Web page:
Do you think you really need life insurance? If you have dependents or financial expenses, the answer is definitely yes. When you buy life insurance, you ensure that your family has enough income to cover expenses if you die. If you don’t have a family that depends on your income, you may also need life insurance to cover your debt or business.
Your insurance needs change throughout your lifetime. Here are the top three times to get life insurance:
To better understand what life insurance is, consult our article 5 things you need to know about life insurance.
In your twenties, as young adults
Most people in their twenties are finishing school or have been working for a few years. This is often the decade in which they take on their first debts: student loans, car loans or mortgages. All of these debts can fall on your family members if something happens to you. Life insurance helps cover the type of debt associated with your lifestyle.
For young people, the biggest benefit of buying life insurance in their twenties is the cost; since they are young and often healthy, they benefit from the lowest insurance premiums on the market. Permanent life insurance remains in effect for your entire lifetime; buying it earlier in life could save you thousands of dollars over the life of your policy.
However, buying life insurance when you’re young doesn’t just mean getting lower rates. You can also avoid the risk of being denied because of a health problem later in life. More than half of Canadians (52%) aged 50 and over live with a pre-existing health condition, which can make it more difficult for them to obtain coverage. Pre-existing health conditions can make buying an insurance policy more expensive; they may contain restrictions and exclusions or prevent you from qualifying.
The good news is that once you’re covered, you’re covered for the full life of your policy, no matter what happens to your health. If you apply when you’re in good health, then you’re more likely to get better coverage and more competitive products.
In your thirties or forties, as you start a family
Many things change over those two decades. Family and work life can progress and increase or change your insurance needs.
From a personal point of view, starting a life together also means planning for a financial future together. If your partner depends on your income or if you have other financial needs or commitments to consider, such as student loans or mortgages, make sure you have sufficient coverage to meet those needs.
The arrival of one or more children in your family should also prompt you to reflect on your life insurance needs. This insurance, designed for you, can help you cover any eventuality you might face, from groceries to tuition fees.
Similarly, buying a home entails significant costs. If you die, life insurance can help your family keep your property, ease financial insecurity and reduce or even pay down your home debt.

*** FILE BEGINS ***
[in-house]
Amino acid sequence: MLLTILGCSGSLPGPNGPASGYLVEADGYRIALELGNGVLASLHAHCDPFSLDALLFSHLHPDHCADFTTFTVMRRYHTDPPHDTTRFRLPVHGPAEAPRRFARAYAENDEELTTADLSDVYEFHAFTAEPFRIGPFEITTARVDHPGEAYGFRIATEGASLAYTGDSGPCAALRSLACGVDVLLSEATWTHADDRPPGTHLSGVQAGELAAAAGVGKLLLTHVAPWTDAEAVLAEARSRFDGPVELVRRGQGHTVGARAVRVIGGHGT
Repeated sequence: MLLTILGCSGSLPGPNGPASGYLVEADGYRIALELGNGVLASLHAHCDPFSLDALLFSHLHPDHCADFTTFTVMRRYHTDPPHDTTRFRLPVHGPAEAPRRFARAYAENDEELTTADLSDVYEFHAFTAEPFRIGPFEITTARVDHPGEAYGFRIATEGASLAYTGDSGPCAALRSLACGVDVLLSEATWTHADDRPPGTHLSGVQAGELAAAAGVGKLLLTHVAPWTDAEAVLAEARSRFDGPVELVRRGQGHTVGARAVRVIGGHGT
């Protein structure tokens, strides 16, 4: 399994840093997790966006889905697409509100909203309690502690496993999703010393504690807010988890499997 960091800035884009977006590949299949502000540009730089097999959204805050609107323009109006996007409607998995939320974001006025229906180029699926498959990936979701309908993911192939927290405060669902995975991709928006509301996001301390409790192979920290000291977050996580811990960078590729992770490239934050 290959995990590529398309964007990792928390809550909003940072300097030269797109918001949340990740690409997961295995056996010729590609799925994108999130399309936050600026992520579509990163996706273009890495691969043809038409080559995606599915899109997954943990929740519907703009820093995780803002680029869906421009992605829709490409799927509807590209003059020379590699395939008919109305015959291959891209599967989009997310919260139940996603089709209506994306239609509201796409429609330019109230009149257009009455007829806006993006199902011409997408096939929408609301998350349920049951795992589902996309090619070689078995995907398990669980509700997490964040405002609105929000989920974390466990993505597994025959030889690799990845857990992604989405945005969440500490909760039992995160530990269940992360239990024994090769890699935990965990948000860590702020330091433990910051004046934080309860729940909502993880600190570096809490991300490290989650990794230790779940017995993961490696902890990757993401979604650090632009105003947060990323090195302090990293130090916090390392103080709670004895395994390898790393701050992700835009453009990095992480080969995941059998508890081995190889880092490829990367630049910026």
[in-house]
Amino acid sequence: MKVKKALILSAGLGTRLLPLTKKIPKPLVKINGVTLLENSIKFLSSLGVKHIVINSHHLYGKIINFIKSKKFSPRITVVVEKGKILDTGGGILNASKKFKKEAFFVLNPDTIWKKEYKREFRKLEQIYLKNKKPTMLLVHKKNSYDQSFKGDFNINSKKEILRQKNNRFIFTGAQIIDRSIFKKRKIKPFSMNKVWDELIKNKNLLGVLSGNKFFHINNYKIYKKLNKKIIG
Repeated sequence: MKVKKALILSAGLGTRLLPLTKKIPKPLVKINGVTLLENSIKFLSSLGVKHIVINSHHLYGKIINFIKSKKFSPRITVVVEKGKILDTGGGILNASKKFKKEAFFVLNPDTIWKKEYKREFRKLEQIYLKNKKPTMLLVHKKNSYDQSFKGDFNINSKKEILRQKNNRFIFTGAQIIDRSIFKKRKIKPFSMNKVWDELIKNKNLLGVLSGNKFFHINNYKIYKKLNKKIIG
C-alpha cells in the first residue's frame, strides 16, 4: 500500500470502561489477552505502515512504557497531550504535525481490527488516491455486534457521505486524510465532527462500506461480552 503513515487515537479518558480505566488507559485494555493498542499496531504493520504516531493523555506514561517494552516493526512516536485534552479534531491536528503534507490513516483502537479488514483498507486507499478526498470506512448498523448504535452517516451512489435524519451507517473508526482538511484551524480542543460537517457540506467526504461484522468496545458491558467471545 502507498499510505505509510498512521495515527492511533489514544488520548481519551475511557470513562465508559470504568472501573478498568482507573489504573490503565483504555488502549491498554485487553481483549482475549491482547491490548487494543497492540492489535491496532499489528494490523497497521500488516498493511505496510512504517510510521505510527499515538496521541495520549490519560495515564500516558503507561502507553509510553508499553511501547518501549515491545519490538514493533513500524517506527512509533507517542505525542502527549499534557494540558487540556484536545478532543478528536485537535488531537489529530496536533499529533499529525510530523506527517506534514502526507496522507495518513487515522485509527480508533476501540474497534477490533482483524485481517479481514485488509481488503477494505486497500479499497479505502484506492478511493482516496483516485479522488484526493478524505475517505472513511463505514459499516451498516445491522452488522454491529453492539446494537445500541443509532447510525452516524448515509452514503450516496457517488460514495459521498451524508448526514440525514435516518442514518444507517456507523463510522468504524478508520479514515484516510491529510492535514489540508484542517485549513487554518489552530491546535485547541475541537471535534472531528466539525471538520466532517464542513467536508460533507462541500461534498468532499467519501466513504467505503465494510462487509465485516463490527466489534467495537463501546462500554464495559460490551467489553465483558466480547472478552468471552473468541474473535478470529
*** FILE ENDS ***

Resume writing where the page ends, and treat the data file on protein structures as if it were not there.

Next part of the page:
From a professional perspective, if you have received an increase or a new job, whether you are salaried or work on your own, make sure you have sufficient coverage to match any change in income. It is recommended that you buy coverage valued at seven to ten times your annual salary to ensure you cover your household’s daily expenses and bills.
In your fifties or sixties
While a variety of situations may prompt you to review your insurance needs, according to our firm’s brokers, people who buy life insurance when they are in their fifties or sixties are mainly looking to leave an estate or cover their funeral expenses. Be aware that it is never too late to revisit your insurance needs or plan for adequate future protection.
As a result, since their debts are largely paid off and the children have left the nest, this segment of the population has very different needs. Unlike young adults and thirty-year-olds, they feel that leaving a legacy to their loved ones is important, as is covering the remaining debts and the final costs associated with death.
Funeral expenses are numerous and can be high. Consider the following:
- Embalming or cremation of the body
- Purchase of a casket or urn
- Burial and purchase of a lot in a cemetery, mausoleum or columbarium
- Reception after the funeral
- Estate settlement
- Taxes and fees payable on certain assets
There is specific insurance to cover the costs associated with your death. It ensures that your heirs do not have to use their inheritance to pay the funeral expenses. You can learn more about it in our section 5 facts about funeral expense insurance.
However, traditional life insurance can also cover your funeral costs. We recommend that youto make the most appropriate decision for you.
At any time, choose the life insurance that’s right for you
No matter where you are in your life journey, it’s also important to choose the life insurance that’s right for you. It is also recommended that you review these insurance needs annually or when major changes occur in your life. To do this, read our articles to understand the different types of life insurance and to choose the right amount of life insurance for your needs.